Biggie has a legendary freestyle with Tupac that’s been mixed by every DJ with a spare beat where he drops the line, “My slow flow’s remarkable,” noting that an MC of his caliber is able to shapeshift when the situation calls for it. B.I.G. ripped everything from Diddy club bangers to the infamous collaboration with Bone Thugs-n-Harmony, “Notorious Thugs,” where he adapted to the Cleveland quartet’s tongue-twisting style. Jay-Z used to spit a mile a minute when he was in the underground, blazing on tracks with Big L like “Da Graveyard” where he hit a level that was almost impossible to decipher. But Jay realized that to get his rhymes across, he needed to slow it down so that the words resonated with the listener. Even Busta Rhymes has the ability to tame his tongue down when needed. The fact is, most of the best MCs in the game can speed up the tempo when needed and shine while doing it. The speed-rap phenomenon is looked at by outsiders as an awesome talent, but to hip-hop purists, it’s a novelty. Sure, it’s dope to hear Twista go off every now and then with this world-records cadence, but when has he ever really dropped a solid album? If artists aren’t able to slow it down and still resonate or at least fill their Nascar-bars with substance, they make themselves vulnerable when trying to put together a complete work.
Yelawolf is the latest casualty of the novelty. Making his name in the underground, he put out a few decent songs such as “Kickin’” where his fast-paced delivery and hicked-out, Alabama drawl was a nice change of pace from some of the monotony of hip-hop. But with further releases such as this summer’s ironically spelled Trunk Muzik 0-60 mixtape, the novelty just started to wear thin, despite grasping the attention of Eminem, who drafted the 31-year-old rookie to be a part of this Shady 2.0 reboot. The thinking was, with a genius and respected MC guiding his way, maybe the Gadsden, Ala., native could cultivate writing worthy of the flow. Not only is the writing subpar, half the time he abandoned his trademark flow on his debut, Radioactive, and tried to chop it up. What a terrible mistake. The dreadful storytelling and inconsistent delivery makes it hard to figure out why Em would cosign on this dude with an indescribable hairstyle and fetish for tie-dye hoodies.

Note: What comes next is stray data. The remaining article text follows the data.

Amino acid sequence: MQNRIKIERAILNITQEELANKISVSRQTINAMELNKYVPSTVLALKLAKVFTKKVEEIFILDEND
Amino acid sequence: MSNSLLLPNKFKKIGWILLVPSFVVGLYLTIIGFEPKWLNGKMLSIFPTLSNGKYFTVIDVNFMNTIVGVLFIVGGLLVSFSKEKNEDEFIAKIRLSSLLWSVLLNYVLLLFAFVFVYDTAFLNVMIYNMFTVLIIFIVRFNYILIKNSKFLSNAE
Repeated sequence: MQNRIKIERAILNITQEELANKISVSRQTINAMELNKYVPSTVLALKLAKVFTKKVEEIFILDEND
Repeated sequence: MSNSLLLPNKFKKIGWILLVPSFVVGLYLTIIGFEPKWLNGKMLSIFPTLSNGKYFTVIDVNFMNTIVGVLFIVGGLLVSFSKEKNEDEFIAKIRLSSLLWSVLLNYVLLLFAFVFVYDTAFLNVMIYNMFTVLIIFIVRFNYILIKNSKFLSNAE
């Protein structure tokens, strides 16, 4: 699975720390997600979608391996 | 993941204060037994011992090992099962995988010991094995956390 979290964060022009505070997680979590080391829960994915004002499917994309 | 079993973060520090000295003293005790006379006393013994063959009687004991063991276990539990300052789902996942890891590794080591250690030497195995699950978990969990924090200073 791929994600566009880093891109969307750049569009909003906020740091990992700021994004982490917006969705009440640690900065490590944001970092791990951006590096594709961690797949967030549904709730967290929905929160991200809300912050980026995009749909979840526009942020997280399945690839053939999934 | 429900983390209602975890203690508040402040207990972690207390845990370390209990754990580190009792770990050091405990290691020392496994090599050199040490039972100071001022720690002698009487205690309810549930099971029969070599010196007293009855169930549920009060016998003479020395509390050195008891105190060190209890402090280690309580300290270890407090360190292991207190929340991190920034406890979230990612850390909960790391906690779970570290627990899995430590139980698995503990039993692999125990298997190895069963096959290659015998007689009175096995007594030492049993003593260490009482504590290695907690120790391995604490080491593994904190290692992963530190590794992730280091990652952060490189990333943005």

What Radioactive lacks in catchiness, it lacks even more in intelligence. Failed love songs such as “Good Girl” and “Write Your Name” would make even the biggest meth addict with butterfly-infused, ex-boyfriend tattoos think twice before jumping into Yela’s box Chevy. “Radio” is a cry for the golden days of music, which ironically would never have a shot at even being played on an independent college radio station’s “which song is worse” call-in feature. When asked about one of the singles, “Throw It Up,” Kid Dangerous Clothing’s Creative Director Dan Agnew replied, “It makes me want to fucking kill myself.”
There’s not much redeeming value coming out of Radioactive. Maybe the fan base Yelawolf has built up will love it, but it’s hard to come to terms with the fact that this record was even made. It’s a tough listen to say the least.
Yelawolf – Radioactive tracklist:
- “Radioactive (Intro)”
- “Get Away” (featuring Shawty Fatt and Mystikal)
- “Let’s Roll” (featuring Kid Rock)
- “Hard White (Up in the Club)” (featuring Lil Jon)
- “Growin’ Up in the Gutter” (featuring Rittz)
- “Throw It Up” (featuring Gangsta Boo and Eminem)
- “Good Girl”
- “Made in the U.S.A.”
- “Animal” (featuring Fefe Dobson)
- “The Hardest Love Song in the World”
- “Write Your Name”
- “Everything I Love the Most”
- “Slumerican Shitizen” (featuring Killer Mike)
- “The Last Song”